You enter the podcast from the Wep Page ‘home’. It begins with the reading of some tweets, such as one that describes the mayor as inept and invites to revoke him. It continues with the opinion of some citizens of Medellín. For example, a 50-year-old business consultant said that “the mayor only creates an atmosphere of mistrust.” At the end, there is a dialog between the three researchers. Some important conclusions are:

  • Hate exhibits several forms. It spreads rapidly and finds a place in digital media; we are less sensitive to the other in the network”.
  • “Hate is something visceral, It is a way of defending yourself from the difference because you belong to a group. I feel that in order to hate Daniel Quintero, haters have to identify him with a group, that’s why they start talking about the left or the right. It’s a kind of prejudice. “
  • “When you are treating someone badly, it is because one see something reflected in that person that bothers you about yourself.”
  • Twitter is like an emotional garbage dump. People go to Twitter, looking for the trend of the day. Whichever it is, they write for or against. People come in to insult for pleasure, for sport. Those who come in to insult, many times, do not even know why they are insulting”.

In the image gallery of the website, the following taken from Twitter appears, in which a senator, from the same region, publishes on August 28 a figure emulating the movie Star Wars with a series of politicians related to her party. This political party is that of the current national government and is led by former President Álvaro Uribe Vélez (also a native of Medellín). Daniel Quintero Calle (elected as independent from the political parties) answers, highlighting that she had used some figures associated with the “dark side”:

We can reflect on the jumps that happen among social networks. It is powerful to observe how cultural references of entertainment, such as Star Wars, come replenished of meanings, such as “the dark side”, and they evolve when are shared through these montages on Twitter. The image, the meme, seems to have a thousand branches, it transmutes with each share, like and response.

Closure

In these times of confrontation and discrimination (between ethnic groups in Spain, the United States and Colombia, for instance) social networks should be thought of as a tool that helps to reflect, that seeks ways of union. It could start by promoting responsible use, by calling each user to think if his or her comment is a constructive one. Now, some people claim that society also needs places to vent, and it could be said that Twitter represents something between a confessional and a bar. In any case, it is difficult today to think about life without the Internet, without instant interaction, without the immediate availability of others.

Analysys of collected data with the gaze of ethnographers, allowed us to understand the context in which hate messages against Daniel Quintero (and those he sends) move. We were aware that studying the messages would reveal findings about the digital and about this social network, but we also wanted to turn up to the opinions of citizens to better understand the context. The information was changing, new actors intervened that made the dynamics circulate like the messages themselves. A point was reached where new events were consistent with established trends. Presenting results by graphic and audio media enriches the ethnography and arises from an interaction between creativity and the social sciences.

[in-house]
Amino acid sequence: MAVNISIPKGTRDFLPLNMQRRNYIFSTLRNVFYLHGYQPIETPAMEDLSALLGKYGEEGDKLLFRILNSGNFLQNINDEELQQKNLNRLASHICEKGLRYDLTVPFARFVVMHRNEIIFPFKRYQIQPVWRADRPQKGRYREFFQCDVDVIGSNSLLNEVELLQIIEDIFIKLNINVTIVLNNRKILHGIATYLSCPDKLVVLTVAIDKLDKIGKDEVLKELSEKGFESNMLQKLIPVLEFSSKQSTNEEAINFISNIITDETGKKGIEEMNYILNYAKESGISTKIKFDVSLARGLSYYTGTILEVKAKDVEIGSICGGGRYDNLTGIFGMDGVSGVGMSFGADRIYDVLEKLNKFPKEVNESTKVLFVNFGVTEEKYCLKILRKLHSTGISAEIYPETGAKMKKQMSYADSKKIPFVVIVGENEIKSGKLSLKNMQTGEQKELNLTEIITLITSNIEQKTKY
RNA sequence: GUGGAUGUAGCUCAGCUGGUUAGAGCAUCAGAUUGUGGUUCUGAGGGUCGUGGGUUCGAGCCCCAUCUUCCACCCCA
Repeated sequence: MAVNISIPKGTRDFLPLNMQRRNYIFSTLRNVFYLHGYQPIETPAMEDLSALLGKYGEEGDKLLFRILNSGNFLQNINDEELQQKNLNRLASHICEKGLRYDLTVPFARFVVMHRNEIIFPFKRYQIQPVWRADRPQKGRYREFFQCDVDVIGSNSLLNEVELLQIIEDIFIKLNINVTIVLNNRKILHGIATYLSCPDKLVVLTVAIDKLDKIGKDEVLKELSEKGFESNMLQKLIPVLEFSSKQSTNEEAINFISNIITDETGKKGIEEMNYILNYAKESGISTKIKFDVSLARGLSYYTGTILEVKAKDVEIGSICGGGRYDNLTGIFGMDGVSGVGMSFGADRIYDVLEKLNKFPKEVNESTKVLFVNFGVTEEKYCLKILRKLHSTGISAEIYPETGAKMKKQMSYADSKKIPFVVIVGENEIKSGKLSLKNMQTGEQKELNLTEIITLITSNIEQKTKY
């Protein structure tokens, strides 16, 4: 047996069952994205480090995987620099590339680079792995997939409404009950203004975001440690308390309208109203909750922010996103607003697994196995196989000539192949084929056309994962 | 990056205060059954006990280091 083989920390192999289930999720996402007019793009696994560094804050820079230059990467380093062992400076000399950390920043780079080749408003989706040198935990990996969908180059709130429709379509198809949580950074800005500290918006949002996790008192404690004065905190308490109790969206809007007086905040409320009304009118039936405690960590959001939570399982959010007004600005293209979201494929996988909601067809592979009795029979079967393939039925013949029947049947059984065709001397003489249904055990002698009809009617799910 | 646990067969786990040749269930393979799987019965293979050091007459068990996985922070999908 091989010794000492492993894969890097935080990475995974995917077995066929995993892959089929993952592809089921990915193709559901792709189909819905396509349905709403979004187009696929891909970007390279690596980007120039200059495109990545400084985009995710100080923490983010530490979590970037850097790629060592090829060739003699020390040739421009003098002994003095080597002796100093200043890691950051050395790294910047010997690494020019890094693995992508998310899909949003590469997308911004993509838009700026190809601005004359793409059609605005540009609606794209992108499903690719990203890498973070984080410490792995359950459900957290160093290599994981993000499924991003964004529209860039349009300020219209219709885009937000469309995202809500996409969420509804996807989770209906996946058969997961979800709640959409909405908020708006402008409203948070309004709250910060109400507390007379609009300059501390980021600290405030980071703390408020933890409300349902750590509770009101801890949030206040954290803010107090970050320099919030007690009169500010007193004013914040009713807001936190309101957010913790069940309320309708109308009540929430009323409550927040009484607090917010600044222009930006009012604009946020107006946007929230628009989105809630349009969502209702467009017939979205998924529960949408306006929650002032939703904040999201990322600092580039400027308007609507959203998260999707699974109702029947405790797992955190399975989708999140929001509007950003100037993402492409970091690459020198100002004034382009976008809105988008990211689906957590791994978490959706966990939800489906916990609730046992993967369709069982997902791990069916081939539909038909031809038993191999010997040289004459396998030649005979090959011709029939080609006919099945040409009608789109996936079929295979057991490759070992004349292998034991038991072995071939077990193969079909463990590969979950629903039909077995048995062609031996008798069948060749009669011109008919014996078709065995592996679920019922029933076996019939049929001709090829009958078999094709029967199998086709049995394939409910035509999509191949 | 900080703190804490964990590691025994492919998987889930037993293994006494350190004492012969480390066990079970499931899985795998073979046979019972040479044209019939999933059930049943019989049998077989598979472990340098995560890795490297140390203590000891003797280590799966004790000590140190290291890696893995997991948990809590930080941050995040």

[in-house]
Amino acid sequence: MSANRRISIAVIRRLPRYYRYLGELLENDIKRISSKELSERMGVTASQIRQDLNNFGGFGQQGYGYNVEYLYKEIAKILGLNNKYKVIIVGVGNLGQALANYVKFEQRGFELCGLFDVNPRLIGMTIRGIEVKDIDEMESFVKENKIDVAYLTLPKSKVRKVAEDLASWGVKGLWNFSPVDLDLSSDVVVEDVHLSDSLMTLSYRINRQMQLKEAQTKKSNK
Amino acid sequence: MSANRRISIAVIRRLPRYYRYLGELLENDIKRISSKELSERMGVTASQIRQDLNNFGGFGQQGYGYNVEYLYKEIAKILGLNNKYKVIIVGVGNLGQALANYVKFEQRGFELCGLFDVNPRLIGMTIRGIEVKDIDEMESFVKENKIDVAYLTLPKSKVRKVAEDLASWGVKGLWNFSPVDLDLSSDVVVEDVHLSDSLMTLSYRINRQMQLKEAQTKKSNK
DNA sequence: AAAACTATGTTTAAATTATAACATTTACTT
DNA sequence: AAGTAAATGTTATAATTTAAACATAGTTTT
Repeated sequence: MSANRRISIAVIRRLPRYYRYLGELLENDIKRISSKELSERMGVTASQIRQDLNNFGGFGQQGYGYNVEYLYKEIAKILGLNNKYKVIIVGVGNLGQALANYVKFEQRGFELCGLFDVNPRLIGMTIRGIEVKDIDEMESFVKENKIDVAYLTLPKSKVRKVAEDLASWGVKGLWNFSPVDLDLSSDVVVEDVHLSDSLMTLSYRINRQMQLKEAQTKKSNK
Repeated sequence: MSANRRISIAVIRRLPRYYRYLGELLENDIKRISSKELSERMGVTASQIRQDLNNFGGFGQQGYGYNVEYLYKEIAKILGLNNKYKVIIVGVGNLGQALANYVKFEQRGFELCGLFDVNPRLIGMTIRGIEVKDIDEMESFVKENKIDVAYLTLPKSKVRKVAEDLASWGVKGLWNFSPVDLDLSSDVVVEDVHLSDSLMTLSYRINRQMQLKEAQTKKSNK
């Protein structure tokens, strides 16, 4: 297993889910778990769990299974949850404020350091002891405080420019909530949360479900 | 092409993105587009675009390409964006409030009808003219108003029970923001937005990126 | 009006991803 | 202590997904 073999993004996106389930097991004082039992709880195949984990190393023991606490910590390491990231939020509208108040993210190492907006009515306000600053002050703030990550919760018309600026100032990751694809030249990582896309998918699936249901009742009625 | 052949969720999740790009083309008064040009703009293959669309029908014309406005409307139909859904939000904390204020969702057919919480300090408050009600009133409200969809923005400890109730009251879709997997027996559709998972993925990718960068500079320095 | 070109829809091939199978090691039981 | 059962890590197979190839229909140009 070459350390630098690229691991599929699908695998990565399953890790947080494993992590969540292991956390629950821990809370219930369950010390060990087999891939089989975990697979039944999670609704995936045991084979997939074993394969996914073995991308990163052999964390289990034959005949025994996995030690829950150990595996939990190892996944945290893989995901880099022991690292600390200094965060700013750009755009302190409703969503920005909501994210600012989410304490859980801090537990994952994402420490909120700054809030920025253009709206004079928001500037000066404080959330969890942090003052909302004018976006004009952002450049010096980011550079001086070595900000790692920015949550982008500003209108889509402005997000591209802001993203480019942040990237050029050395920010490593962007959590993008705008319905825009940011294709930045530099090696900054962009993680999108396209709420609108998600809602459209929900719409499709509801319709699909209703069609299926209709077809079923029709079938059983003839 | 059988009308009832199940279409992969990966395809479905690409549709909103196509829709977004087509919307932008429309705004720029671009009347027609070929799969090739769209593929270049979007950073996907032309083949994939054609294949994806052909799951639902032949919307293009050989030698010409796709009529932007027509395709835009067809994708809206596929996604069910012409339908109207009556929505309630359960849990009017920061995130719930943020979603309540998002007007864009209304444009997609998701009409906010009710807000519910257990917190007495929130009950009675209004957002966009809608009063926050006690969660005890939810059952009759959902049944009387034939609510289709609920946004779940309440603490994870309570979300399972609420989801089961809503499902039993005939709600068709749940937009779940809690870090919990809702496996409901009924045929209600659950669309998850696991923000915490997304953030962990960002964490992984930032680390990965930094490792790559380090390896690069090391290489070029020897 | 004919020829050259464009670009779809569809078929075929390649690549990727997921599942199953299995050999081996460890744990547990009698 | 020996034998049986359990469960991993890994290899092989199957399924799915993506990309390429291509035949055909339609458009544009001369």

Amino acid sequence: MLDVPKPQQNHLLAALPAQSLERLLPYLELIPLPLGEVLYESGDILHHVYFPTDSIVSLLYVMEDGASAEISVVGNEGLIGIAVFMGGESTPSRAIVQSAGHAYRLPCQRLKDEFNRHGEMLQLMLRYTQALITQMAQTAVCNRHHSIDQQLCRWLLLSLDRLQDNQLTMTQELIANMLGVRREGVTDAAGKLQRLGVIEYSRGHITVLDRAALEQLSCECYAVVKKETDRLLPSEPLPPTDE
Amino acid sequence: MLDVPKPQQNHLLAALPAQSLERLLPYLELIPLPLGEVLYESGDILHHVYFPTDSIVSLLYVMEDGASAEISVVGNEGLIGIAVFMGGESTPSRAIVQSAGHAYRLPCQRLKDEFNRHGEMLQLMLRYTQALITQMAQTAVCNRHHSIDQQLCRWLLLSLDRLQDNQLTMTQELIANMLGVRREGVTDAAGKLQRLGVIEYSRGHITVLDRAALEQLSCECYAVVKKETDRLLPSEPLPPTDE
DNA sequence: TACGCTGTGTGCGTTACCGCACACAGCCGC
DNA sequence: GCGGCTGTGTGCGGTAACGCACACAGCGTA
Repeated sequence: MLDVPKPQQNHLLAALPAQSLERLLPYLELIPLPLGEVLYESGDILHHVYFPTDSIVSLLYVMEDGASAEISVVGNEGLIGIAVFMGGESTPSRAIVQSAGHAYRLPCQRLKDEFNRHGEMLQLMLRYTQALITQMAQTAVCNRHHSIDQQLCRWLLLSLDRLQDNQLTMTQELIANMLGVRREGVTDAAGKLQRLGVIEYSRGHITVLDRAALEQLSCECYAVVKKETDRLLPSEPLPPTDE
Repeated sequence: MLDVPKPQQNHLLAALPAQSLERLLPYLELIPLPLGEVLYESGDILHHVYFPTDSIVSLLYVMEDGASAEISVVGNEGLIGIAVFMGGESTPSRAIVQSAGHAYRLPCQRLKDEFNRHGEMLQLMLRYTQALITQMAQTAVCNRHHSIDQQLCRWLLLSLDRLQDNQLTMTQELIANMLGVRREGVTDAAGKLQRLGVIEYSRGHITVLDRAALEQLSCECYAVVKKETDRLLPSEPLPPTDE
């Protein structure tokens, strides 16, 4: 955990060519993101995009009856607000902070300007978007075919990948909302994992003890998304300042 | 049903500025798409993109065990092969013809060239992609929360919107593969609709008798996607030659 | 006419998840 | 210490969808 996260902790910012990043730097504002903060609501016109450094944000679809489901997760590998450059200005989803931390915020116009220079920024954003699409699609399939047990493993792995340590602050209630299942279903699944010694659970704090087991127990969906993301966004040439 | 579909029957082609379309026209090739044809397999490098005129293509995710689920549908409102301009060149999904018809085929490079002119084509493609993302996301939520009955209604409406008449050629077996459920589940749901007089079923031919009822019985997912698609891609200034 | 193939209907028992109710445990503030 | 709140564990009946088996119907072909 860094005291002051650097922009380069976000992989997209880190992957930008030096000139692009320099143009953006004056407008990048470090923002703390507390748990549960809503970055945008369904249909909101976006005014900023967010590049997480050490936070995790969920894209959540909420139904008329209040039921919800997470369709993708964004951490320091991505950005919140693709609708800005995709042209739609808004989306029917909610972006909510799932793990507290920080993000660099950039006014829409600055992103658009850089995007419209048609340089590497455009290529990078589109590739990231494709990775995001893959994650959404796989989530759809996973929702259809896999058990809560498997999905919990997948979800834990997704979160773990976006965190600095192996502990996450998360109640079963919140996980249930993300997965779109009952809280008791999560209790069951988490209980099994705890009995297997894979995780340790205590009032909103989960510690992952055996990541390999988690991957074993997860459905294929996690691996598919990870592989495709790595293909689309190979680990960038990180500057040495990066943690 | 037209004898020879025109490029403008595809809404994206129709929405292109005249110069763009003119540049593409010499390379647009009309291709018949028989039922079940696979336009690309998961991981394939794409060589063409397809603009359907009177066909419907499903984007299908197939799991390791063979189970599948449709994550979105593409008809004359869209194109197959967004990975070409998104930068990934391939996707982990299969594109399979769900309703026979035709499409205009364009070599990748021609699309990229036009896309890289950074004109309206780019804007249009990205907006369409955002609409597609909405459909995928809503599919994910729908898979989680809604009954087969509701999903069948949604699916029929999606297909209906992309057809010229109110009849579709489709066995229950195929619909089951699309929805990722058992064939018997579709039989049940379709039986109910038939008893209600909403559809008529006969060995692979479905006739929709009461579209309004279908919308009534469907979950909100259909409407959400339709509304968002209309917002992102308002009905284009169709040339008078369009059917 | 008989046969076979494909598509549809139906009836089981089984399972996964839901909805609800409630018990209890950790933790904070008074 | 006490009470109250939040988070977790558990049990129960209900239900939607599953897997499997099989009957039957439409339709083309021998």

Digital ethnography is a powerful tool for the analysis of current public figures. In this case, a revealing approach on the dynamics of communication to and from the mayor and perceptions on him was achieved. Digital ethnography proves to be a helpful way to get closer to organizations, institutions and collective imaginaries that are built today, to provide useful information about their problems and concerns.

References

  • Díaz Hernández, M. (2020). Discurso de odio en América Latina. Derechos digitales.
  • Valiente Martínez, F. (2018). El discurso del odio: la justificación de lo injustificable. En langa Nuño, C. y Ballesteros Aguayo, L. (Ed.). Movimientos populistas en Europa: la actualización del discurso totalitario en los medios de comunicación actuales y su repercusión en la opinión pública. España: Egregius.

     


Co-authors

 

Marcela Navia Núñez  owns Infocaribe, a company dedicated to marketing research in Barranquilla (Colombia). For 24 years she has developed multiple researches to support decision-making processes of companies in different sectors such as furniture and real estate. She has extensive experience in applying the ethnographic approach to detect consumer needs. Her interests include theater, storytelling and the news. She has a bachelor in psychology from Universidad de la Sabana, graduate studies in marketing and statistics, and an MBA from Universidad del Norte.

Linkedin   Youtube


Martha BoteroMartha Botero Ángel. Founder and Director of Tulpa Consultores; business administrator and anthropologist. I consider myself a cultural “mediator” between the business world and its environment.  I believe in the importance of respect for all living beings. Therefore from Tulpa we aim to generate knowledge for a more humane and sustainable world. I am Colombian, and perhaps because of the context of conflict in which we have lived since I was born, I defend the otherness: the diversity of ideologies, worldviews, thoughts, and beliefs.

Linkedin    Youtube

 

Marcela Navia Núñez owns Infocaribe, a company dedicated to marketing research in Barranquilla (Colombia). For 24 years she has developed multiple researches to support decision-making processes of companies in different sectors such as furniture and real estate. She has extensive experience in applying the ethnographic approach to detect consumer needs. Her interests include theater, storytelling and the news. She has a bachelor in psychology from Universidad de la Sabana, graduate studies in marketing and statistics, and an MBA from Universidad del Norte.